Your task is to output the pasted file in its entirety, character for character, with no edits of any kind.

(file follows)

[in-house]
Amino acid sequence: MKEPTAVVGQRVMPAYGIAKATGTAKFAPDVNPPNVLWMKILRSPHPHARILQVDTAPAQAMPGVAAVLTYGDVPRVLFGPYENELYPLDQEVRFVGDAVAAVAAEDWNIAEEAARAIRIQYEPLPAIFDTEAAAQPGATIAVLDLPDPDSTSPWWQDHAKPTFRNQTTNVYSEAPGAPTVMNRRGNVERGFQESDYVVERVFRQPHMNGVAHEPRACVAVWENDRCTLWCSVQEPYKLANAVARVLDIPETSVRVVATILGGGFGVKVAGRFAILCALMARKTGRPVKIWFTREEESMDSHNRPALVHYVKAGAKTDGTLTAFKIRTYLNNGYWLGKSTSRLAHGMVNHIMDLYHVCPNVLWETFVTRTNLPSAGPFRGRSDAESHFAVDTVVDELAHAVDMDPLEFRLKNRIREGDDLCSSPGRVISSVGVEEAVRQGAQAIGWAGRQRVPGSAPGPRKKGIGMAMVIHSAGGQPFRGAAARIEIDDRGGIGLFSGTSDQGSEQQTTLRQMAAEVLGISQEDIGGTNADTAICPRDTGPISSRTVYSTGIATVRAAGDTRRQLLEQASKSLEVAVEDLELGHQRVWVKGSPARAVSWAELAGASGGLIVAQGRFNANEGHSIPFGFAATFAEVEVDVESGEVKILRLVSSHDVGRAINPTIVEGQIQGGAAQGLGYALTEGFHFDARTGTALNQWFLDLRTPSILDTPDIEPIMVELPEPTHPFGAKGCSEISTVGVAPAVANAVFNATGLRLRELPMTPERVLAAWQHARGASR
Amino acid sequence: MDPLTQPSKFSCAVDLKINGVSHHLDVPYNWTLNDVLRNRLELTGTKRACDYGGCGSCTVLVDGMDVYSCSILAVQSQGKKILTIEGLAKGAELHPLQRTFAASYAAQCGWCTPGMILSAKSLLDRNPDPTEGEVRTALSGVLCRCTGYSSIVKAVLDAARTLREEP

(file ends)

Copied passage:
[in-house]
Amino acid sequence: MKEPTAVVGQRVMPAYGIAKATGTAKFAPDVNPPNVLWMKILRSPHPHARILQVDTAPAQAMPGVAAVLTYGDVPRVLFGPYENELYPLDQEVRFVGDAVAAVAAEDWNIAEEAARAIRIQYEPLPAIFDTEAAAQPGATIAVLDLPDPDSTSPWWQDHAKPTFRNQTTNVYSEAPGAPTVMNRRGNVERGFQESDYVVERVFRQPHMNGVAHEPRACVAVWENDRCTLWCSVQEPYKLANAVARVLDIPETSVRVVATILGGGFGVKVAGRFAILCALMARKTGRPVKIWFTREEESMDSHNRPALVHYVKAGAKTDGTLTAFKIRTYLNNGYWLGKSTSRLAHGMVNHIMDLYHVCPNVLWETFVTRTNLPSAGPFRGRSDAESHFAVDTVVDELAHAVDMDPLEFRLKNRIREGDDLCSSPGRVISSVGVEEAVRQGAQAIGWAGRQRVPGSAPGPRKKGIGMAMVIHSAGGQPFRGAAARIEIDDRGGIGLFSGTSDQGSEQQTTLRQMAAEVLGISQEDIGGTNADTAICPRDTGPISSRTVYSTGIATVRAAGDTRRQLLEQASKSLEVAVEDLELGHQRVWVKGSPARAVSWAELAGASGGLIVAQGRFNANEGHSIPFGFAATFAEVEVDVESGEVKILRLVSSHDVGRAINPTIVEGQIQGGAAQGLGYALTEGFHFDARTGTALNQWFLDLRTPSILDTPDIEPIMVELPEPTHPFGAKGCSEISTVGVAPAVANAVFNATGLRLRELPMTPERVLAAWQHARGASR
Amino acid sequence: MDPLTQPSKFSCAVDLKINGVSHHLDVPYNWTLNDVLRNRLELTGTKRACDYGGCGSCTVLVDGMDVYSCSILAVQSQGKKILTIEGLAKGAELHPLQRTFAASYAAQCGWCTPGMILSAKSLLDRNPDPTEGEVRTALSGVLCRCTGYSSIVKAVLDAARTLREEP